Since Monday morning "Lovgate" has been the most commonly searched for phrase on the Sophos website as people hunt for information on the new computer worm which distributes itself using a variety of different filenames, including hamster.exe. However, Sophos technical support has not seen a correspondingly high number of reports from businesses actually infected by the virus.
W32/Lovgate-B (also known as Lovgate-C by some anti-virus products) has been widely written about by the media following high-level warnings from some anti-virus companies. Sophos, however, believes that reports of the worm are dwarfed by other viruses which have been spreading for longer, such as W32/Klez-H and W32/Sobig-A.
"It appears the "high" assessment given to this virus by some anti-virus companies describes the concern that has generated about it better than it describes its actual worldwide prevalence," said Graham Cluley, senior technology consultant for Sophos Anti-Virus. "Although Lovgate is being seen in the wild it is not being encountered anything like as much as old faithfuls like Klez-H. Companies who practise safe computing and block executable code at the email gateway are unlikely to be at much risk".
Sophos believes that mass-mailing viruses can easily become over-reported, especially in statistics derived from email gateway detections alone. This is because an email which contains a copy of a virus does not necessarily correspond with an infection by the virus. After all, 10,000 copies of the virus in emails which aren't actually deliverable at their final destination (and which would ultimately be discarded anyway) might clock 10,000 hits at the email gateway which is blocking that virus.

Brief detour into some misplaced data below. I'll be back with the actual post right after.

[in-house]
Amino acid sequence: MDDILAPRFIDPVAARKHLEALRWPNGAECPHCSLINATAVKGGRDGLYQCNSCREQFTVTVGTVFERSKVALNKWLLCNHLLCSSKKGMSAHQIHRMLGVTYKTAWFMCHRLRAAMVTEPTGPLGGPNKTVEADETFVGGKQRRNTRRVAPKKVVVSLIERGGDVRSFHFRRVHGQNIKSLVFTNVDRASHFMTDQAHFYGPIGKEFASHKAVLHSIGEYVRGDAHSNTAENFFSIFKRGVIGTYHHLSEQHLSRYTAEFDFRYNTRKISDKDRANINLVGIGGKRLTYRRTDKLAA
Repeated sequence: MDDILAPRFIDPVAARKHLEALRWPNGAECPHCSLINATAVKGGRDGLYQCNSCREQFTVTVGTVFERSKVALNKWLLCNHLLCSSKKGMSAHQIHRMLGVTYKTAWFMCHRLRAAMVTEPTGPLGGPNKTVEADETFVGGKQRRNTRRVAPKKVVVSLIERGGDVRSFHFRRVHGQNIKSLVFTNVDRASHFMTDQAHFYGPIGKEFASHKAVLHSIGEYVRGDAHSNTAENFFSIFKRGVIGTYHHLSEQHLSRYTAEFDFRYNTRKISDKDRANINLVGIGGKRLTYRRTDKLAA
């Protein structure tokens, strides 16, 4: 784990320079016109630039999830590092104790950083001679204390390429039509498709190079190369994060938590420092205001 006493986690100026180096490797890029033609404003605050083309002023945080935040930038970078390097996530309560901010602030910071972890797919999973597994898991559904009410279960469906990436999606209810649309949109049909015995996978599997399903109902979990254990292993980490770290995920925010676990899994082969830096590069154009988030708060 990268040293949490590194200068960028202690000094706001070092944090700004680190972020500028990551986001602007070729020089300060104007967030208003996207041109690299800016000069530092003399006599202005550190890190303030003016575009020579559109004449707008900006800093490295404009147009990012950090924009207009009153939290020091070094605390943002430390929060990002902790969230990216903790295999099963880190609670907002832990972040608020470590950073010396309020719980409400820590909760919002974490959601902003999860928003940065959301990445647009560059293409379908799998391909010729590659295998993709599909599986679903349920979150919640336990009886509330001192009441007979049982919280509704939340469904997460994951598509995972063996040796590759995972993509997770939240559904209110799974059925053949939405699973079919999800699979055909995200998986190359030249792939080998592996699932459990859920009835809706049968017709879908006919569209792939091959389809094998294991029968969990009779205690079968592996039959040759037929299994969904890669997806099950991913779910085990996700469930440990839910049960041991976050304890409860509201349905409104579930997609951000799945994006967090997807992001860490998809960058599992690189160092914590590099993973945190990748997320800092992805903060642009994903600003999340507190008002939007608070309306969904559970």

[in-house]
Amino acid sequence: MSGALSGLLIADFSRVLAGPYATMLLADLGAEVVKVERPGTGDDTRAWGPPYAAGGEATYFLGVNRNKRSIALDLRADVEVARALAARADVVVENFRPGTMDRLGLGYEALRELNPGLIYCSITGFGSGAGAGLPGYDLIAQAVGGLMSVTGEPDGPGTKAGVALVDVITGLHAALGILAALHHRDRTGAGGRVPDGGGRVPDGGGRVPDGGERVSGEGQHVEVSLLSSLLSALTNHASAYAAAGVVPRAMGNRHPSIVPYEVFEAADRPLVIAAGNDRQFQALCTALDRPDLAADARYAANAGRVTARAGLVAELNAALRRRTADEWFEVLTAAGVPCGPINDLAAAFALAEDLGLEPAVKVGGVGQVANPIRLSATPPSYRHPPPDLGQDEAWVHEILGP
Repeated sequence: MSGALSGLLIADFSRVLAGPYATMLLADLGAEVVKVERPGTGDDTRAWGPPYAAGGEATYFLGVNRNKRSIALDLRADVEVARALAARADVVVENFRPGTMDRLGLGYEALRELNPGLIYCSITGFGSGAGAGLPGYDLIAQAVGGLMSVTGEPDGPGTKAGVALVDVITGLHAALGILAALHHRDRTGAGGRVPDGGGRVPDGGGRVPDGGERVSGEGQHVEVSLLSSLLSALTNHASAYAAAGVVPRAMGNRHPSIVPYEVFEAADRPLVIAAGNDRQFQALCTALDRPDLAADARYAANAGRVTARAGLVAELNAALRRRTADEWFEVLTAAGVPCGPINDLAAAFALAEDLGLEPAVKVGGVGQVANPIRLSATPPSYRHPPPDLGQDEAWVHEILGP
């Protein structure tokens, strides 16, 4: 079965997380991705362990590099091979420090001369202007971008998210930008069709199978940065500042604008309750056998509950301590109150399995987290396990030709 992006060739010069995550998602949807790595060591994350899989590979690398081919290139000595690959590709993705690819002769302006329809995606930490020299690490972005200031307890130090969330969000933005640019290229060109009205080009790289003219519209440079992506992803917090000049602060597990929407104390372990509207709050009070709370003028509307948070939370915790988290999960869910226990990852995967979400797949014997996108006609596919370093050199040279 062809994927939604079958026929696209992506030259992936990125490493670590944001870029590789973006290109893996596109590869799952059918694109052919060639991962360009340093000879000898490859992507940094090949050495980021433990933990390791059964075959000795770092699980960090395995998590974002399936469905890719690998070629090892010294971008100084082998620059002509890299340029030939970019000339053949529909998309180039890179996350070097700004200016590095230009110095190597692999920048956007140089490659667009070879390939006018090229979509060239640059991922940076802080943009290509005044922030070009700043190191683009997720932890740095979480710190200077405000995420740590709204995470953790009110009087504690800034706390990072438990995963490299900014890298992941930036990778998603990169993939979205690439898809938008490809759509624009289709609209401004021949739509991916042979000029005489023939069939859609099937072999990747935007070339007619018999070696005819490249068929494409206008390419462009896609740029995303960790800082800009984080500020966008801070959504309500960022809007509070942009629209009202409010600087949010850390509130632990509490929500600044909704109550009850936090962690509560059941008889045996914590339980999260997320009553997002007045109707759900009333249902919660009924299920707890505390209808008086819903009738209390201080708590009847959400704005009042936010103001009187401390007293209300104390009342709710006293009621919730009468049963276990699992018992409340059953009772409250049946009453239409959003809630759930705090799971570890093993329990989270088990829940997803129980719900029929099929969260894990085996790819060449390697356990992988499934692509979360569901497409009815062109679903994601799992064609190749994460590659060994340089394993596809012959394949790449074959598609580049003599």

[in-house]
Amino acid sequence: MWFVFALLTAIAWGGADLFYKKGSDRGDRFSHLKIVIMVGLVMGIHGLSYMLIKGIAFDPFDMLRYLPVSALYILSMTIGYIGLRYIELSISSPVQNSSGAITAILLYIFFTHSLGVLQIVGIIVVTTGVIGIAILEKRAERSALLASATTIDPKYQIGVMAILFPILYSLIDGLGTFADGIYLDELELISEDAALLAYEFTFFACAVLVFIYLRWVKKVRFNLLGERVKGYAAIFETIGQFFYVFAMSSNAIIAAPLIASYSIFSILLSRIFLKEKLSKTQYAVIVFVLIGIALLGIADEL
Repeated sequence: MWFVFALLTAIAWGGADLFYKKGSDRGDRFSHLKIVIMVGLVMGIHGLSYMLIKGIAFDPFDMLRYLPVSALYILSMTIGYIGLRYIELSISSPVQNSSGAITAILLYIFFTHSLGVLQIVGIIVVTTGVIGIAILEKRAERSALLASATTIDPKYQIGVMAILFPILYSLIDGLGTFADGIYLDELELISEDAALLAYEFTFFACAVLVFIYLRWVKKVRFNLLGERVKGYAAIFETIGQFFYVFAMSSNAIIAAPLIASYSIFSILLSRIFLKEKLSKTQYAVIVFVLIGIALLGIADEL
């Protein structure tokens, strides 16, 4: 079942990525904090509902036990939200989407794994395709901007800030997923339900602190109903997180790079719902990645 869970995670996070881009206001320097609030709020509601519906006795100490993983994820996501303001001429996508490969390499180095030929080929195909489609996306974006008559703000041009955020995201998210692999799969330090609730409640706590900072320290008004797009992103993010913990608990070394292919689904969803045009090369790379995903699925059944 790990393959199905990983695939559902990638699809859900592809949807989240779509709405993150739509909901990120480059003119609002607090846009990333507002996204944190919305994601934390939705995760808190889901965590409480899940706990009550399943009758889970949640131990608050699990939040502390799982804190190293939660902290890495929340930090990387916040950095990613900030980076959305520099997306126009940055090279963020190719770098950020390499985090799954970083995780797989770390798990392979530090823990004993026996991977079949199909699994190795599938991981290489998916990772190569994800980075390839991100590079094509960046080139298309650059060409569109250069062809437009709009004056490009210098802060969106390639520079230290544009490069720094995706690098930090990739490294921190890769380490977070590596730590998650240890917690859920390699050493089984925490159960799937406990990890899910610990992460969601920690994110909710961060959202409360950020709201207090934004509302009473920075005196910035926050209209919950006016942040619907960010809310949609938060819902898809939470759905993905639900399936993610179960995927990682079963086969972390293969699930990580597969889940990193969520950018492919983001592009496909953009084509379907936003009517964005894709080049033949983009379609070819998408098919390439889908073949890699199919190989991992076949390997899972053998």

How to help avoid infection in the future
Update your corporate anti-virus software now so that you can detect those viruses which are spreading in the wild. If you do not have procedures for rapid updates, implement them now, because you are sure to need them again. Sophos Enterprise Manager is one way to help automate protection updates inside your company.
If possible, block all Windows programs at your email gateway. Some email applications can be configured to do this. It is rarely necessary to allow users to receive programs via email. There is so little to lose, and so much to gain, simply by blocking all mailed-in programs, regardless of whether they contain viruses or not. Sophos MailMonitor for SMTP contains pro-active threat reduction technology which can help you block dangerous filetypes and executable code at the email gateway.
Sophos is headquartered in Boston, US and Oxford, UK. More information is available at www.sophos.com.